Known as one of the most influential American poets in history, Walt Whitman had other careers he is far less recognized for; he was also a journalist, a teacher and a volunteer nurse during the Civil War.
Born in 1819 on Long Island, Walt was the second of nine children and spent his youth in New York. At age 11, to help his family make ends meet, he began to work. During the years to follow, Walt would spend much time working at print houses and newspapers, learning the crafts of printing and typesetting. He also spent time as a journalist and editor and would pen the occasional poem. He tried his hand at teaching but found it less fulfilling and went on to write more prolifically.
In 1855, Whitman released his most noted work, a book of collected poetry pieces called Leaves of Grass, whose publication he financed himself. After a warm reception from noted poet, Ralph Waldo Emerson, the book began to grow in popularity. Walt perhaps never felt the work was complete, as he would revise and rerelease it several times over his lifetime.
By all accounts, Whitman was a supporter of the North during the Civil War, publishing a poem called Beat! Beat! Drums!, which include this passage:
Beat! beat! drums!—blow! bugles! blow!
Make no parley—stop for no expostulation,
Mind not the timid—mind not the weeper or prayer,
Mind not the old man beseeching the young man,
Let not the child’s voice be heard, nor the mother’s entreaties,
Make even the trestles to shake the dead where they lie awaiting the hearses,
So strong you thump O terrible drums—so loud you bugles blow.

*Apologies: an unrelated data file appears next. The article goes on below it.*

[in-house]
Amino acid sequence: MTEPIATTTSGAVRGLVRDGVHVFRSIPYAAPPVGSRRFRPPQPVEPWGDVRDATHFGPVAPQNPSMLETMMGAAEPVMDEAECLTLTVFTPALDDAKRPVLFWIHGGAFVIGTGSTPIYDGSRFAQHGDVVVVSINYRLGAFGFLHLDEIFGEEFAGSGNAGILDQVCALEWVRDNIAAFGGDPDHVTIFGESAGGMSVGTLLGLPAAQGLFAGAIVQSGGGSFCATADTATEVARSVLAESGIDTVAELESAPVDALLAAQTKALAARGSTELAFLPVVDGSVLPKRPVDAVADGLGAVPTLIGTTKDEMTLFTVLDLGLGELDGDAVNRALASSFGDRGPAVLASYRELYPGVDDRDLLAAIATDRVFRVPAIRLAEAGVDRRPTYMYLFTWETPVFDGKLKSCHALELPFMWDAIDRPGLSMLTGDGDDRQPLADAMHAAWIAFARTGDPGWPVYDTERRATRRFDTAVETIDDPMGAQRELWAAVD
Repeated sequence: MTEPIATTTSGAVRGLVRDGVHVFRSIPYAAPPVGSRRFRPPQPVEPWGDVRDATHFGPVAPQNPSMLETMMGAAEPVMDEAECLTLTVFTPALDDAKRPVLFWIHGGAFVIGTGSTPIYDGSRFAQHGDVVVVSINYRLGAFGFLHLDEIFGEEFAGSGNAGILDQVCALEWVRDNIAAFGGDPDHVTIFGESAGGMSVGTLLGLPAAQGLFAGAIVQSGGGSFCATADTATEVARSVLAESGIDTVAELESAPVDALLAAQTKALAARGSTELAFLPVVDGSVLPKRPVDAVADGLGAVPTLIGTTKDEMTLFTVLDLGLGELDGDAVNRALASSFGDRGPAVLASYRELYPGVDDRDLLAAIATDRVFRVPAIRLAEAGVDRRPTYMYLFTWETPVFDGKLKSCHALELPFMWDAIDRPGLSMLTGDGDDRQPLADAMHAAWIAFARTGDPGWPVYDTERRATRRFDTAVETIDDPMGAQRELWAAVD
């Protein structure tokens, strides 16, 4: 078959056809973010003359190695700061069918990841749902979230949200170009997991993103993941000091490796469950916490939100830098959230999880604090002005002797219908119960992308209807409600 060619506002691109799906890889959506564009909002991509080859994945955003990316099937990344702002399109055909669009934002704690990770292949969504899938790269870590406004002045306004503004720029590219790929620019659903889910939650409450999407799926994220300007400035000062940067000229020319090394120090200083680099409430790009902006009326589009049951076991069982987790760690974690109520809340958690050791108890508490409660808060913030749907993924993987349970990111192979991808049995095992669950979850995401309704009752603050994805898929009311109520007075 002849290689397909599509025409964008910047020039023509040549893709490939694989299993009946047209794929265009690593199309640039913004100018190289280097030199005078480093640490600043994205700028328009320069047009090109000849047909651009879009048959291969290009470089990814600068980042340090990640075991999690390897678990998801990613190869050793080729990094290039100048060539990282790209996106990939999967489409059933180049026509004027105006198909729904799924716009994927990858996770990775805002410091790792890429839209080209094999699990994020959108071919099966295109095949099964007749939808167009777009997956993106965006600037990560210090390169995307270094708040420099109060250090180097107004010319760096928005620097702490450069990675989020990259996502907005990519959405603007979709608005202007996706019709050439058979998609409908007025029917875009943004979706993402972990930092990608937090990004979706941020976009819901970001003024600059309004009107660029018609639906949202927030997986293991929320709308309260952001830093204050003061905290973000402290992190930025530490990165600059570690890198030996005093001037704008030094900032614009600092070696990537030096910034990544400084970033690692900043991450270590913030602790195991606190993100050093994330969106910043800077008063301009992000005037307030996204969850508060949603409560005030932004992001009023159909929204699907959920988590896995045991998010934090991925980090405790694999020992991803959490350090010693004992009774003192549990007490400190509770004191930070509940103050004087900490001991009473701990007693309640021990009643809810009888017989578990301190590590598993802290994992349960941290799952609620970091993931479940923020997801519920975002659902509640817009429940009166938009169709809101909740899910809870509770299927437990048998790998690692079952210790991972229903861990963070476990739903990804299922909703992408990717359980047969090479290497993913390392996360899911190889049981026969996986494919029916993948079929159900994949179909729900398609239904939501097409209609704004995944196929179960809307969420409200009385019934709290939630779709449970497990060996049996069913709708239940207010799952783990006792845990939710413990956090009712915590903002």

Whitman’s brother George had enlisted with the Union army and would frequently send Walt very detailed descriptions of the front lines of battle. Perhaps those firsthand accounts stripped away the romance of war that may have tinged his previous poem. Walt was worried about George’s wellbeing.
While scanning a newspaper story about the war in 1862, a name caught Walt’s attention; on a list of fallen and wounded soldiers, he read about “G.W. Whitmore” and was concerned the name could be an erroneous reference to his brother.
In a panic to reach his brother and discover the truth, his wallet was stolen, and Walt was forced to make the journey south to Washington, D.C. on foot. Arriving to find his brother unharmed, a relived Whitman was horrified by the things that he saw, deeply affected by the injuries of the reality of war.
Whitman volunteered as a nurse in military hospitals, spending time with soldiers on both sides of the conflict, listening to their stories and writing letters on their behalf to family members back home. Like any great nurse, he tended to both their physical injuries and their emotional ones.
These powerful experiences inspired his article The Great Army of the Sick, published in 1863 and eventually, a book entitled Memoranda During the War in 1875. It also resulted in his haunting poem, The Wound Dresser, partially excerpted below:
I onward go, I stop,
With hinged knees and steady hand to dress wounds,
I am firm with each, the pangs are sharp yet unavoidable,
One turns to me his appealing eyes—poor boy! I never knew you,
Yet I think I could not refuse this moment to die for you, if that would save you.
Read more about Walt Whitman here.